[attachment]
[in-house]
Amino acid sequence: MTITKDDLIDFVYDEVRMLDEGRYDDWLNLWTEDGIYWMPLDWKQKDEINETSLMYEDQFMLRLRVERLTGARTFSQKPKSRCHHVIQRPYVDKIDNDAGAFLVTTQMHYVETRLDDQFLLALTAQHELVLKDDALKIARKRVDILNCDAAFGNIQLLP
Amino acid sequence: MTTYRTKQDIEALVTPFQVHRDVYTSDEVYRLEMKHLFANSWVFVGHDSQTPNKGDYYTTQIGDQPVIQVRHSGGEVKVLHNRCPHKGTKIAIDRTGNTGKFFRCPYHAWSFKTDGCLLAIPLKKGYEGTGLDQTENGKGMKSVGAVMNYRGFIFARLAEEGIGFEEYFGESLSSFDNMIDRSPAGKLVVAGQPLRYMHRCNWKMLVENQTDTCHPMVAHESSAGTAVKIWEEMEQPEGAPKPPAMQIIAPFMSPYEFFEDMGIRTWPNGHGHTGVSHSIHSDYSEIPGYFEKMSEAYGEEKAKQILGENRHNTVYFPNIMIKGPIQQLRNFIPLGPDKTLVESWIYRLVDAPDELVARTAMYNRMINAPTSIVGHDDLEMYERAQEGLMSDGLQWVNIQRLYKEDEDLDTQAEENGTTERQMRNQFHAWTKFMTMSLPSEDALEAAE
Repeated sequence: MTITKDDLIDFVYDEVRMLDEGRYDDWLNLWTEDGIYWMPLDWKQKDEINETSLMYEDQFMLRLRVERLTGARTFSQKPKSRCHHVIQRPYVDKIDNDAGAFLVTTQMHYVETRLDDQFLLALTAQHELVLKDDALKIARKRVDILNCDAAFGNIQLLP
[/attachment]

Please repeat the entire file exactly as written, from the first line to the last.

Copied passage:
[in-house]
Amino acid sequence: MTITKDDLIDFVYDEVRMLDEGRYDDWLNLWTEDGIYWMPLDWKQKDEINETSLMYEDQFMLRLRVERLTGARTFSQKPKSRCHHVIQRPYVDKIDNDAGAFLVTTQMHYVETRLDDQFLLALTAQHELVLKDDALKIARKRVDILNCDAAFGNIQLLP
Amino acid sequence: MTTYRTKQDIEALVTPFQVHRDVYTSDEVYRLEMKHLFANSWVFVGHDSQTPNKGDYYTTQIGDQPVIQVRHSGGEVKVLHNRCPHKGTKIAIDRTGNTGKFFRCPYHAWSFKTDGCLLAIPLKKGYEGTGLDQTENGKGMKSVGAVMNYRGFIFARLAEEGIGFEEYFGESLSSFDNMIDRSPAGKLVVAGQPLRYMHRCNWKMLVENQTDTCHPMVAHESSAGTAVKIWEEMEQPEGAPKPPAMQIIAPFMSPYEFFEDMGIRTWPNGHGHTGVSHSIHSDYSEIPGYFEKMSEAYGEEKAKQILGENRHNTVYFPNIMIKGPIQQLRNFIPLGPDKTLVESWIYRLVDAPDELVARTAMYNRMINAPTSIVGHDDLEMYERAQEGLMSDGLQWVNIQRLYKEDEDLDTQAEENGTTERQMRNQFHAWTKFMTMSLPSEDALEAAE
Repeated sequence: MTITKDDLIDFVYDEVRMLDEGRYDDWLNLWTEDGIYWMPLDWKQKDEINETSLMYEDQFMLRLRVERLTGARTFSQKPKSRCHHVIQRPYVDKIDNDAGAFLVTTQMHYVETRLDDQFLLALTAQHELVLKDDALKIARKRVDILNCDAAFGNIQLLP